Thursday, January 03, 2008


Well, indeed the new year has arrived and all hopes are in place that this year -- my 60th new year-- will be better than 2007. The last year saw some hope and brought a new job, but there are big challenges ahead. My new collaborator, John Nugent and I celebrated at Miceli's Restaraunt -- a mere five blocks from Universal Studios. Here is a most festive place where the waiters and waitresses all sing and perform. one can hear anything from classic Sinatra tunes like "That's Life" to a medley of Sondheim tunes or Broadway eleven o' clock numbers like "Old Man River" from "Showboat" or "This Is The Moment" from "Jekyll and Hyde" Even a little opera. The food is wonderful and the celebration is grand. It was amusing to hear the long list of "goodbye and good night" songs that the piano player played to get the crowd into the idea that "the party was over at about 12:45 am. After all, these guys normally close at 11pm. I was reminded of a New years eve at a classic restarunt in 1980. That was at the Brown Derby, that old classic Hollywood landmark that was demolished over twenty years ago. Walt and Lillian Disney often went to the Hollywood Brown Derby and a photo of them there exists from 1939 of them enjoying a Cobb Salad and Grapefruit Cake.
The famous Cobb Salad at the Derby was an accidental creation by Cobb himself. Supposedly, one night in 1937, Bob Cobb was awakened by a drunken Sid Grauman (of Grauman's Chinese Theater fame) demanding something to eat so he could sober up. The kitchen had long been closed for the night.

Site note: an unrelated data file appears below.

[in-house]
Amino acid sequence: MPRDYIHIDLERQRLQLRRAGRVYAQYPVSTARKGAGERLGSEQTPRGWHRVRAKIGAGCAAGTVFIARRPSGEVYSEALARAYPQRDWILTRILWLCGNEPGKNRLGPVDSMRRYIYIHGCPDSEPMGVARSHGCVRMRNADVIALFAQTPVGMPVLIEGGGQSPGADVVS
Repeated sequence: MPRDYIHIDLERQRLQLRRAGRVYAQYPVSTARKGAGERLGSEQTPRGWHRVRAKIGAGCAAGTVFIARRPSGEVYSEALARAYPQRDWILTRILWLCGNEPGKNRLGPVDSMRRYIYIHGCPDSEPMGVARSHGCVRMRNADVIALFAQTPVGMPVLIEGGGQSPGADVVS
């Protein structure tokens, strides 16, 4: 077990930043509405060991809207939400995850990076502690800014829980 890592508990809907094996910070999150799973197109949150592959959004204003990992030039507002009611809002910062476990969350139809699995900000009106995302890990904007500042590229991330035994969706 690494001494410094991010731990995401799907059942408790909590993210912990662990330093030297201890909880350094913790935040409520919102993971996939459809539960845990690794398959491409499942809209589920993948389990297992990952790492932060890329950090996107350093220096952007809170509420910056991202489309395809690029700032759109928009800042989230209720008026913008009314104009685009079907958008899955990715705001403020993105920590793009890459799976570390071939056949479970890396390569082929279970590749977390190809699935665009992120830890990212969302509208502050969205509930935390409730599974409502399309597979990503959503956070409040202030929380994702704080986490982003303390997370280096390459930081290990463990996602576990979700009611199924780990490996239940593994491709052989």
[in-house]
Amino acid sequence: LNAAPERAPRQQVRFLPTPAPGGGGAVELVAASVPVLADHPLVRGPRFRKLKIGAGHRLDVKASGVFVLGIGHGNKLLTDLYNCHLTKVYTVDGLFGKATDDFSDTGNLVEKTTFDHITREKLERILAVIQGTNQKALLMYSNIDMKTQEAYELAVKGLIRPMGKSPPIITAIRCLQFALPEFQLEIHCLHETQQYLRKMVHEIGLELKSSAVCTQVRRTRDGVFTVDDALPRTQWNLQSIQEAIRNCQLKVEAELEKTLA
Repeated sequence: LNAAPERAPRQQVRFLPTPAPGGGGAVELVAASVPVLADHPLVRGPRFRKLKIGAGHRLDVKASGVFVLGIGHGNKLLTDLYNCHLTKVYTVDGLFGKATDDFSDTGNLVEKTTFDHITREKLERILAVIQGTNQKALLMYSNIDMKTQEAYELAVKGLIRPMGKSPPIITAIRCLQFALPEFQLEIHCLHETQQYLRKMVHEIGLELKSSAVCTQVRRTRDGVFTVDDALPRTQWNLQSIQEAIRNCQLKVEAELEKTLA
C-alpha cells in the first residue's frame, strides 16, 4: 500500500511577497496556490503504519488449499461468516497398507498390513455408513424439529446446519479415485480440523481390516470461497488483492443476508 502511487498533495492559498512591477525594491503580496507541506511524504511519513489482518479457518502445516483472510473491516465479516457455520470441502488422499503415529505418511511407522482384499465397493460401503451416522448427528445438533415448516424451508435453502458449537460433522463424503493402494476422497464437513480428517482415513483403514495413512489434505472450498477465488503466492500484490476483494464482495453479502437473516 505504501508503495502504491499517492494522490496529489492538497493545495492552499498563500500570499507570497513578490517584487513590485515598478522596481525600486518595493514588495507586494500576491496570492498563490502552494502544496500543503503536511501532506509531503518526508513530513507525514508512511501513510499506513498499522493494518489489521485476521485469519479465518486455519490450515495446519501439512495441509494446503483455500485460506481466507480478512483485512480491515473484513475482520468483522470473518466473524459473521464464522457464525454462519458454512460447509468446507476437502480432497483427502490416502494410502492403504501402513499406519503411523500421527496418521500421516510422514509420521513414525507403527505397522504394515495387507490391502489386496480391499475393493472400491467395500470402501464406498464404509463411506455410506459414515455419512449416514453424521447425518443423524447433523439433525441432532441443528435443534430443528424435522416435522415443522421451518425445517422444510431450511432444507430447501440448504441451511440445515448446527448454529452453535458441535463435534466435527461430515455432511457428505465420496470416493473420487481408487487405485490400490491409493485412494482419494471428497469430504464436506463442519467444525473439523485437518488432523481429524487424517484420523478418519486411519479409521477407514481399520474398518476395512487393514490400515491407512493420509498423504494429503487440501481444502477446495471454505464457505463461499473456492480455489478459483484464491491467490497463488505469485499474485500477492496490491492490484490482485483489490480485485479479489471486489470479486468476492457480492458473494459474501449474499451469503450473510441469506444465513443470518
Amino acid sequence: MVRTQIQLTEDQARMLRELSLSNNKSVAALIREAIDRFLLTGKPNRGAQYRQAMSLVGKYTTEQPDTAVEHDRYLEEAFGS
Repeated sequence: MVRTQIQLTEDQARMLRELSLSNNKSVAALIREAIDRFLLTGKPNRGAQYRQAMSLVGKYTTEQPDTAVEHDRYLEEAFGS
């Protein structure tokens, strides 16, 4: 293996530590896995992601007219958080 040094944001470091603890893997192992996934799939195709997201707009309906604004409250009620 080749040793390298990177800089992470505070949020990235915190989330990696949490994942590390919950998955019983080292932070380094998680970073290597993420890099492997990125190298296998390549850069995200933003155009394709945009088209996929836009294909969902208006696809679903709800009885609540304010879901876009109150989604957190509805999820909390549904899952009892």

Opening the huge refrigerator, Cobb pulled out whatever he could find including a head of lettuce, an avocado, some romaine, watercress, tomatoes, some cold breast of chicken, a hard-boiled egg, chives, cheese and some old-fashioned French dressing. He started chopping. He added some crisp bacon and the Cobb salad was born. It was so good that Grauman returned the next day and asked for a "Cobb Salad" and it was put on the menu.
Cobb's midnight invention became an overnight sensation with Derby customers, with people like movie mogul Jack Warner who regularly dispatched his chauffeur to pick up a carton of the mouth-watering salad.
Hollywood columnist Louella Parsons loved desserts but was on a constant diet and threatened not to return to the Brown Derby unless there was a non-fattening dessert. So Cobb came up with the grapefruit cake, he said, "because everyone knows grapefruit is slimming." No one stopped to question that the frosting contained 20 ounces of cream cheese in addition to a cup of powdered sugar with the grapefruit.
Walt and Bob Cobb were friends who also shared a love of baseball. They served together on the board of directors of the Pacific Coast League's Hollywood Stars and on the advisory board of Gene Autry's California Angels. On July 17, 1955, Cobb and his wife were the invited guests of Walt for the opening of Disneyland and stopped in at Walt's apartment over the firehouse on Main Street.
The Hollywood Brown Derby continued operation until 1985 when it was closed for earthquake reconstruction. The historic building was demolished in 1994 after further earthquake damage.

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